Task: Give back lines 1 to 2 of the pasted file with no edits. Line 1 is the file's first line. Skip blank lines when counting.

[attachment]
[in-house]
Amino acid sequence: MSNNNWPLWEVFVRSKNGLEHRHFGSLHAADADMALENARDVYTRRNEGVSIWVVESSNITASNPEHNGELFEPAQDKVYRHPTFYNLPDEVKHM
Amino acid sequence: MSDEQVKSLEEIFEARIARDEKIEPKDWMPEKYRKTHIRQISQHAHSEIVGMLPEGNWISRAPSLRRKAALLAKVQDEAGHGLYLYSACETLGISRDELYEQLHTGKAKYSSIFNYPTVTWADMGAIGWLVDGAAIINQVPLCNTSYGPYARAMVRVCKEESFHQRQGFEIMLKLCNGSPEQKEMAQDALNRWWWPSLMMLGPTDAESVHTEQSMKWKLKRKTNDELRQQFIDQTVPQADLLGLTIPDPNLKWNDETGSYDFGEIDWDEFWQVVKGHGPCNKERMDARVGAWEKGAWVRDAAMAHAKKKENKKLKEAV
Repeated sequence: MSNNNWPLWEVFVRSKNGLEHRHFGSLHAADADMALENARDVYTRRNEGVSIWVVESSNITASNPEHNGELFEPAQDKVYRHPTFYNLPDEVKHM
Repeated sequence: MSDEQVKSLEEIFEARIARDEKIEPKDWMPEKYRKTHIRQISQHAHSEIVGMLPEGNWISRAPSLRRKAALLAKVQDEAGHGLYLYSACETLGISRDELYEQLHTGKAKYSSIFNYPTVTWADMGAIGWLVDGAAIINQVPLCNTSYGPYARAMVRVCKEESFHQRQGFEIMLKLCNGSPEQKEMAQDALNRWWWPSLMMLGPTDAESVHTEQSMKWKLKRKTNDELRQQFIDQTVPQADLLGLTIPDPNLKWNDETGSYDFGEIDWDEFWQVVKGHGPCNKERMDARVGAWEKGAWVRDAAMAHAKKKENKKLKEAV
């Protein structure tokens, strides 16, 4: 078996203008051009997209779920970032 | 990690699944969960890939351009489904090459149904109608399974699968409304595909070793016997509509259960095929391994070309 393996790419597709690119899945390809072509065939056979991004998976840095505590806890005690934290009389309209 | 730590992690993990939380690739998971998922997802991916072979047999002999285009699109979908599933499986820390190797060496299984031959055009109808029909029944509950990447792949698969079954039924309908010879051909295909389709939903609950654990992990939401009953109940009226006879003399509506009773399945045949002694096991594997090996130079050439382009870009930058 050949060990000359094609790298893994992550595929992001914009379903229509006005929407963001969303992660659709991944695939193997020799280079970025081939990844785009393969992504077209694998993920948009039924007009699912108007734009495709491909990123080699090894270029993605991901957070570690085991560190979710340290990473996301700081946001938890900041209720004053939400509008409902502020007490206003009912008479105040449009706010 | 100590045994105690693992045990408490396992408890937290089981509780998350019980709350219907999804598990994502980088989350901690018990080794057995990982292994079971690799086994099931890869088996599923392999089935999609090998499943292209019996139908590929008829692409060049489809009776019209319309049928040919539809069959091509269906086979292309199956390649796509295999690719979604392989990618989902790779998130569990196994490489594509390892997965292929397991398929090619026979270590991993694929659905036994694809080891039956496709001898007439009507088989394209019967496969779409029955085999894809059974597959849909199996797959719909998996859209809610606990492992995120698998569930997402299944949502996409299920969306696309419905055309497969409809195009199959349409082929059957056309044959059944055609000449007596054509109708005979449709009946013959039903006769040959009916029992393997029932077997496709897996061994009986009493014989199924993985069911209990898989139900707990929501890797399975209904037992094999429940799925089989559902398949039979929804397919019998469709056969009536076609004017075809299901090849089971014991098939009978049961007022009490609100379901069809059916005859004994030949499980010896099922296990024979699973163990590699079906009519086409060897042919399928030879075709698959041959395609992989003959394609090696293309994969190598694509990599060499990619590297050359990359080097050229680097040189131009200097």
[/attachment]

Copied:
[in-house]
Amino acid sequence: MSNNNWPLWEVFVRSKNGLEHRHFGSLHAADADMALENARDVYTRRNEGVSIWVVESSNITASNPEHNGELFEPAQDKVYRHPTFYNLPDEVKHM